It should be evident that anti-racism is, in fact, a potential form of racism, and Critical Race Theory furthers the idea that skin color matters more than character. But since CRT proposes to create disadvantages for ‘white’ people or create advantages for ‘people of color’ as a way to right historical wrongs, it cannot be considered racist. I may not giving Critical Race Theory the most charitable assessment here, but the predominant view of CRT through rose coloured glasses is problematic. When it comes to what our children are mandatorily taught in schools, I’m concerned about the potential downside of Bill 67, not what it can be in the best-case scenario. Based upon what I have read and the sentiments of the most prominent voices in the CRT space, there is potential for CRT in schools to be destructive and a net-negative for children of all ethnicities and backgrounds. We are obsessively focused on the ideological upside when we should also consider potential downsides.
I understand and accept that race plays a factor in the advantages and disadvantages a person receives or faces in life. Without a doubt, minorities face discriminatory acts, both presently and due to historical treatment, which leave many at a negative starting point in life. I fully support implementing social programs and other forms of aid that attempt to right these wrongs and create equality. I would also like to see these forms of equality-driven aid implemented as early in life as possible through vital, publicly funded social programs. I fully understand the reality of generational trauma. Look no further than the effect residential schools have had on the ability of Aboriginal Canadians to succeed in modern society. The horrific acts by our Government on aboriginals have hurt this group in a way that is so significant it is difficult to overstate. What I don’t understand is how teaching children as young as kindergarten that they are born either at an advantage or disadvantage and therefore should feel guilt or victimhood based on their generalized ancestry is anything other than abusive. The fundamental basis of CRT goes well beyond general history lessons we could use to teach children the errors of the past and their effects. Instead, it points at children and says, ‘you’re an oppressor or ‘you’re a victim,’ and you cannot be self-actualized unless you allow the proper intervention.
My deeper concerns are
A- the mandatory teaching of these concepts being enforced by teachers, not parents, to children as young as 5-years-old
B- Government overreach through systems of regulation and punishment for race-based issues in the school system, and
C- Who gets to decide the curriculum, how it is taught, how it is trained, and the regulation and containment of gong outside the set parameters
I believe there is an age where race-based conversations are essential, even in school settings. Highlighting the current challenges for minorities that are due to historical events (slavery, residential schools etc.) should be a core focus of the history we teach in schools. In fact, I believe the record of residential schools in Canada and what they have done to the aboriginal population of our Country should have a prominent place in our teaching centres. But do I want my 5-year-old’s kindergarten teacher leading the conversation on systemic racism? Worse, do I want this education mandated with a curriculum in which I don’t have direct insight? That’s a hard no. It’s not the concept or sentiment that I take issue with; it’s the ages at which those pushing the Bill suggest we teach Anti-Racist concepts and the structure and bureaucratic legislation under which mandatory subject matter is being created. More parents should be concerned about these factors, and most parents have no idea that Bill 67 is on the floor.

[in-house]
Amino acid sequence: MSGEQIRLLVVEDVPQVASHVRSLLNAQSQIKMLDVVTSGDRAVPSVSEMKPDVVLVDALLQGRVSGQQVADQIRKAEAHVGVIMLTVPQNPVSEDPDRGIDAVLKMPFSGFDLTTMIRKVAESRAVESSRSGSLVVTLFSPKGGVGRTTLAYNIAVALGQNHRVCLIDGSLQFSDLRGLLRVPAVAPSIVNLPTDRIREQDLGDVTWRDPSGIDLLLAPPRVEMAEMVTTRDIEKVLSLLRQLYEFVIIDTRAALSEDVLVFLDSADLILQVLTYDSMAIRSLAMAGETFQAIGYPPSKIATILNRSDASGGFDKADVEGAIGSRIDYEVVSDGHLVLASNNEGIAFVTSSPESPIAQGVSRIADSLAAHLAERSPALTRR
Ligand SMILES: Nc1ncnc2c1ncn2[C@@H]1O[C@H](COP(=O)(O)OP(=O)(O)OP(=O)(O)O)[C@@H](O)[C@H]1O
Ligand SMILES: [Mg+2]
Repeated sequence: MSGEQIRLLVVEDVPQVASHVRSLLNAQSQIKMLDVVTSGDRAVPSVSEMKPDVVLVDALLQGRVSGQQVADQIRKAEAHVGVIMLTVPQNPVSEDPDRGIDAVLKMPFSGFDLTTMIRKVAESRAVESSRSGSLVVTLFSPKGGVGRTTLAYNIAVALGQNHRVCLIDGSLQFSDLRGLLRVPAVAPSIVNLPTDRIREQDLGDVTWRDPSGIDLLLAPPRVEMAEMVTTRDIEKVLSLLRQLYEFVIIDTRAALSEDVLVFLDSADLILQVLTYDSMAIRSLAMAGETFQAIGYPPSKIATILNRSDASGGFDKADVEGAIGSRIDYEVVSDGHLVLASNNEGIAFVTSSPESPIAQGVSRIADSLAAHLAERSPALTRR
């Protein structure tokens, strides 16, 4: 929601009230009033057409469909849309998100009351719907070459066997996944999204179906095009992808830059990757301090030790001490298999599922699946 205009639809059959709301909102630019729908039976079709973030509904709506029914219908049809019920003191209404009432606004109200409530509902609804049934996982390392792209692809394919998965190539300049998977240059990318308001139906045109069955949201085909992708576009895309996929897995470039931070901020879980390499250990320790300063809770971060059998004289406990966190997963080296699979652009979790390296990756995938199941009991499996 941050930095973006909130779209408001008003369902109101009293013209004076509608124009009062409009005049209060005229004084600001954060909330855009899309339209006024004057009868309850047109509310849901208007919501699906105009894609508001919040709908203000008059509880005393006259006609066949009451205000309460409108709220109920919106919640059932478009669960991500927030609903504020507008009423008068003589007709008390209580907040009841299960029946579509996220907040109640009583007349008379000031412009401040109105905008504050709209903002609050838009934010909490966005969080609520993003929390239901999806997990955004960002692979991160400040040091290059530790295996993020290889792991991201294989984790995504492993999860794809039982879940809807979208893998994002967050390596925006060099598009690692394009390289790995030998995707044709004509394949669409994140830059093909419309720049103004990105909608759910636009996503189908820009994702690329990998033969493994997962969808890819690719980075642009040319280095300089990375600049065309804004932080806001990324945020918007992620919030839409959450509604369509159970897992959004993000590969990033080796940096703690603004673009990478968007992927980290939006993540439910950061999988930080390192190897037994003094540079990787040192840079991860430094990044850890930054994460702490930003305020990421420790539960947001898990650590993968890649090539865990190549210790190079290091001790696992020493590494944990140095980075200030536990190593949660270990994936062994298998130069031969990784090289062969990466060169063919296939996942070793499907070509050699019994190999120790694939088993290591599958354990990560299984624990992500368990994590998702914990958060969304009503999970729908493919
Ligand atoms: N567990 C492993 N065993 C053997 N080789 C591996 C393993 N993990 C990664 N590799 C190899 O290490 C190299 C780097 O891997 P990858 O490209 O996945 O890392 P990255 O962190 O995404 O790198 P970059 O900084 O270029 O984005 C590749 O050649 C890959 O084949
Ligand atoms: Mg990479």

There’s a big difference between acknowledging the existence of a social issue and wanting that social issue to be taught to your very young children or allowing the Government to further their grip on families and children through the school system. Parents should teach their primary-aged children about core values. Schools should be teaching children the basics of reading, writing, and appropriate socialization and interaction. As children exit the primary system and enter the secondary system (or perhaps the post-secondary system), they can become independent in their thinking and step into complex social topics. But this is a K-12 mandate we are talking about here, and most parents haven’t even heard of the Bill or Critical Race Theory let alone understand the implications. Parents are being consulted and we haven’t even seen a proposed curriculum.
The concept of holding the sins of previous generations against present ones is an awful idea. Yeonmi Park outlines in her book ‘In Order to Live,’ she outlines how the North Korean regime punishes the children and grandchildren of North Korean criminals for the offences of their parents or grandparents. If your father or grandfather went to prison for stealing, the regime will raise and treat you as a thief (even though you did not commit any crime).
According to the government’s three-generation rule, if you or your relative commits a crime, your entire family might also face punishment. For the next three generations. This law means that after the state convicts someone to a labor camp for breaking the law, their entire family will be sent to labor camps as well, and the following two generations must also spend their entire lives in labor camps. This state mandate even affects unborn children. North Koreans live in constant fear of this horrific punishment, so it works to ensure that crime stays at a minimum, and everyone is kept in line.